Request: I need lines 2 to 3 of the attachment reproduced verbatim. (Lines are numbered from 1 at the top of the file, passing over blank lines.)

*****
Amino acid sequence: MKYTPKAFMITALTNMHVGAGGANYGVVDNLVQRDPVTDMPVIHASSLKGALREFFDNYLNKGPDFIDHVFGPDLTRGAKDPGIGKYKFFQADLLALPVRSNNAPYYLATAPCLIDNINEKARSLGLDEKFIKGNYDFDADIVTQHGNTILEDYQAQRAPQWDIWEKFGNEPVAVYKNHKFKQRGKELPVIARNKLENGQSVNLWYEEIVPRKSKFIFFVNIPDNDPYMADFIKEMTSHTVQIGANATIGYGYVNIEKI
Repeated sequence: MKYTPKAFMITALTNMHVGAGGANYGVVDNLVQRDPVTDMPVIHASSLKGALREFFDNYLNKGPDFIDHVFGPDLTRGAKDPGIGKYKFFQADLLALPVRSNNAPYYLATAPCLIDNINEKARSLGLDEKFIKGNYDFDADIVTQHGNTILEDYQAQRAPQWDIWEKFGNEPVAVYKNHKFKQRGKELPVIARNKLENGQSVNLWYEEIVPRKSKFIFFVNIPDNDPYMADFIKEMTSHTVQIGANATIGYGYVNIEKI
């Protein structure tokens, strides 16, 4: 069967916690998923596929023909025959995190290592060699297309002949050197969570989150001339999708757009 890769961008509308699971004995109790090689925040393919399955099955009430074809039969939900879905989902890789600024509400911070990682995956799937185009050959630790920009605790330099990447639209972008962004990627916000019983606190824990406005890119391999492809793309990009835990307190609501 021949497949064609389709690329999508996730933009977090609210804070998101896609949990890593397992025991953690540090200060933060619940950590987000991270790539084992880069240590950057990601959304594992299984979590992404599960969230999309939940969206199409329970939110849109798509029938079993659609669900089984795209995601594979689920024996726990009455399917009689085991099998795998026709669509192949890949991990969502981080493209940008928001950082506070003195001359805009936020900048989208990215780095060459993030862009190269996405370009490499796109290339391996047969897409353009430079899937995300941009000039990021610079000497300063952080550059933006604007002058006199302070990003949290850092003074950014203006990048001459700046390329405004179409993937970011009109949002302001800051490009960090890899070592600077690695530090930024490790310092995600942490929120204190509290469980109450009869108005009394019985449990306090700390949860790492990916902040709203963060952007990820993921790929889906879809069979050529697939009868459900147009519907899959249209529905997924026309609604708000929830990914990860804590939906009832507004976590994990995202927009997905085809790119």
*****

Repeated sequence: MKYTPKAFMITALTNMHVGAGGANYGVVDNLVQRDPVTDMPVIHASSLKGALREFFDNYLNKGPDFIDHVFGPDLTRGAKDPGIGKYKFFQADLLALPVRSNNAPYYLATAPCLIDNINEKARSLGLDEKFIKGNYDFDADIVTQHGNTILEDYQAQRAPQWDIWEKFGNEPVAVYKNHKFKQRGKELPVIARNKLENGQSVNLWYEEIVPRKSKFIFFVNIPDNDPYMADFIKEMTSHTVQIGANATIGYGYVNIEKI
């Protein structure tokens, strides 16, 4: 069967916690998923596929023909025959995190290592060699297309002949050197969570989150001339999708757009 890769961008509308699971004995109790090689925040393919399955099955009430074809039969939900879905989902890789600024509400911070990682995956799937185009050959630790920009605790330099990447639209972008962004990627916000019983606190824990406005890119391999492809793309990009835990307190609501 021949497949064609389709690329999508996730933009977090609210804070998101896609949990890593397992025991953690540090200060933060619940950590987000991270790539084992880069240590950057990601959304594992299984979590992404599960969230999309939940969206199409329970939110849109798509029938079993659609669900089984795209995601594979689920024996726990009455399917009689085991099998795998026709669509192949890949991990969502981080493209940008928001950082506070003195001359805009936020900048989208990215780095060459993030862009190269996405370009490499796109290339391996047969897409353009430079899937995300941009000039990021610079000497300063952080550059933006604007002058006199302070990003949290850092003074950014203006990048001459700046390329405004179409993937970011009109949002302001800051490009960090890899070592600077690695530090930024490790310092995600942490929120204190509290469980109450009869108005009394019985449990306090700390949860790492990916902040709203963060952007990820993921790929889906879809069979050529697939009868459900147009519907899959249209529905997924026309609604708000929830990914990860804590939906009832507004976590994990995202927009997905085809790119």